Sun, 15 May 2016
TIM Breeze was once a fit and healthy man who used to enjoy an active lifestyle – running, taking leisurely countryside walks and playing with his children in the garden.
But it was his love of the outdoors that has left him virtually bedridden for the last seven months.
In October, the Frilsham father-of-two was bitten by ticks while out playing a game of hide-and-seek with his children in the garden.
He thought nothing of it – until he woke up one day with severe heart palpitations, a tight chest and flu-like symptoms.
After months of illness and several negative tests, the 44-year-old was eventually diagnosed with the potentially fatal Lyme disease.
The debilitating disease occurs when Borellia bacteria from the gut of infected ticks gets into the bloodstream and attacks the immune system.
It can lead to severe illness, and, in extreme cases, brain seizures and heart attacks.
As a result, Mr Breeze has been unable to work and the 44-year-old says he sometimes has difficulty getting out of bed or climbing the stairs.
Speaking to the Newbury Weekly News, Mr Breeze said: “The only way I can describe it is that it’s like the worst flu you can imagine, mixed with food poisoning.
“It has put a strain on my marriage and I haven’t been able to do much with my two children.
“They think daddy has had flu for the last five months.”
Before his diagnosis, Mr Breeze visited his GP on several occasions – only to be told he didn’t have the disease.
He said: “After having flu-like symptoms for three weeks, I was starting to become really concerned and read about Lyme disease.
“My GP ran tests but it came back negative. They tested for glandular fever and thyroid problems too but again they came back clear.”
Mr Breeze had almost lost all faith – until he came across a private clinic in Hemel Hempstead.
The clinic ran further tests – which confirmed he did, in fact, have the disease.
Mr Breeze says he’s spent more than £10,000 on various powerful antibiotics, treatments and consultants’ fees in the last four months.
And although he is on 25 pills a day and has to make regular trips to Hemel Hempstead and follow a strict diet, Mr Breeze says he’s now feeling “85 per cent better”.
He said: “I was very ill but I am one of the lucky ones. I am fortunate that I am in the position where I have the money to go private.
“Some private clinics have the authority to prescribe antibiotics that are four times stronger than the guidelines the NHS has to follow that is something that needs to be addressed.”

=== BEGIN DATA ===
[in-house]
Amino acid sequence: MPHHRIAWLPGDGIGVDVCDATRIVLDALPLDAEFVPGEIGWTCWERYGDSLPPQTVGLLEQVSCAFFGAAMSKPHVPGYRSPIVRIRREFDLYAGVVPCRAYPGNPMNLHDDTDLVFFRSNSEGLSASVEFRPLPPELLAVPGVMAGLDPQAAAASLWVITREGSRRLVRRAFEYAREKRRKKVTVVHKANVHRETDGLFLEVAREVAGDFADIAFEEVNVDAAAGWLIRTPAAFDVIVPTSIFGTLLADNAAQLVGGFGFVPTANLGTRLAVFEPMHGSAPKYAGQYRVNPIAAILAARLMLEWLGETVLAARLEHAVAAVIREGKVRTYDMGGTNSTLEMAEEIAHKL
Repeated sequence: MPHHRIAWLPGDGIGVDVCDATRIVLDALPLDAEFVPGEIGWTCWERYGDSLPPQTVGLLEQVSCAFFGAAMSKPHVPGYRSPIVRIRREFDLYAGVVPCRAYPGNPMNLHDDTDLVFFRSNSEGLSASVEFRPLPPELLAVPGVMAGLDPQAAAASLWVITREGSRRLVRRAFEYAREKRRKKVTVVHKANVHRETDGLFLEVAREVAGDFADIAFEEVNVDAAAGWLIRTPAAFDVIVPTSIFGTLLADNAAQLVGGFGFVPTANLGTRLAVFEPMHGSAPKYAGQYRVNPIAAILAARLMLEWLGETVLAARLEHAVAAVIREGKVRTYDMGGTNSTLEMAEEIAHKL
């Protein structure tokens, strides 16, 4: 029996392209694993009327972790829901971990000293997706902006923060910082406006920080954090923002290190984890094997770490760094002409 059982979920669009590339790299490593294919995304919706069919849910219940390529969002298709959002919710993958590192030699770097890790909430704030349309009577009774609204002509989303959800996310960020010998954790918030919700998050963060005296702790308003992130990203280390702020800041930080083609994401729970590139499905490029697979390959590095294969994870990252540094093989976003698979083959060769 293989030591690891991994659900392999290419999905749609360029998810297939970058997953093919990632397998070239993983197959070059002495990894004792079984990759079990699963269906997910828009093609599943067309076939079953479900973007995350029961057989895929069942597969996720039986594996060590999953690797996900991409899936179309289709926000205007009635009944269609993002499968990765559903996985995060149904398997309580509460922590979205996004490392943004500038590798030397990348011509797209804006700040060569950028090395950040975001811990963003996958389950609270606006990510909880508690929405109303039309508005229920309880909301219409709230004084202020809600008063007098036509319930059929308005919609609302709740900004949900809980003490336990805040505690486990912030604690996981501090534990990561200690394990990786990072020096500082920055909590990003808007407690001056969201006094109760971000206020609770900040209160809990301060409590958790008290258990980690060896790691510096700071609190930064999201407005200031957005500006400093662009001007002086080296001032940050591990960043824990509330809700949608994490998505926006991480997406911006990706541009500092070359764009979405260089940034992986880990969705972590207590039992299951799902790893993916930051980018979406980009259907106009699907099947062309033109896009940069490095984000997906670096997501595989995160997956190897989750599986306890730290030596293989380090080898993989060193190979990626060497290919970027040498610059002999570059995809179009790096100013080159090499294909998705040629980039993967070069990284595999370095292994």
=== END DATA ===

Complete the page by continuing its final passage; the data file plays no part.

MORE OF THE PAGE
He is now hoping to use his experience to press the Government to change the test for Lyme disease – claiming that the current one is only 20 per cent accurate.
He will join thousands of others by taking part in a protest to raise awareness of the disease in London on May 24.
“People know all about cancer, which is a terrible disease, but people don’t seem to know about Lyme disease,” he said.
“It feels like the Government has just swept it under the carpet.”
Mr Breeze warned that West Berkshire was a ‘hotspot’ for the disease and recommended that people don’t wear shorts when coming into contact with long grass.
He also advised people to spray themselves with insect repellent and to check themselves and their children for ticks after walking in rural areas.
If you do spot ticks, Mr Breeze said to remove them carefully using tweezers or a special tick remover.
He added: “If you manage to remove the ticks within 24 to 48 hours you are usually okay, but after that, the bacteria from the tick’s gut has time to get into the bloodstream.
“Once the bacteria is in your body, it never really leaves, it is just a question of controlling it.”
Classic early signs to watch out for are flu-like symptoms, aching joints and in some cases, the person infected will notice a ‘bullseye’-shaped rash around the area of the bite.
The number of cases of Lyme disease confirmed by laboratory testing in the UK has risen from 346 in 2003 to around 1,000 in 2015.
Public Health England (PHE) acknowledges that confirmed cases do not necessarily reflect all the cases of the disease.
PHE official estimates suggest there could be up to 3,000 new cases occurring in the UK every year. However, the Lyme Disease Action charity says the true number of cases is not known, and is likely to be much higher.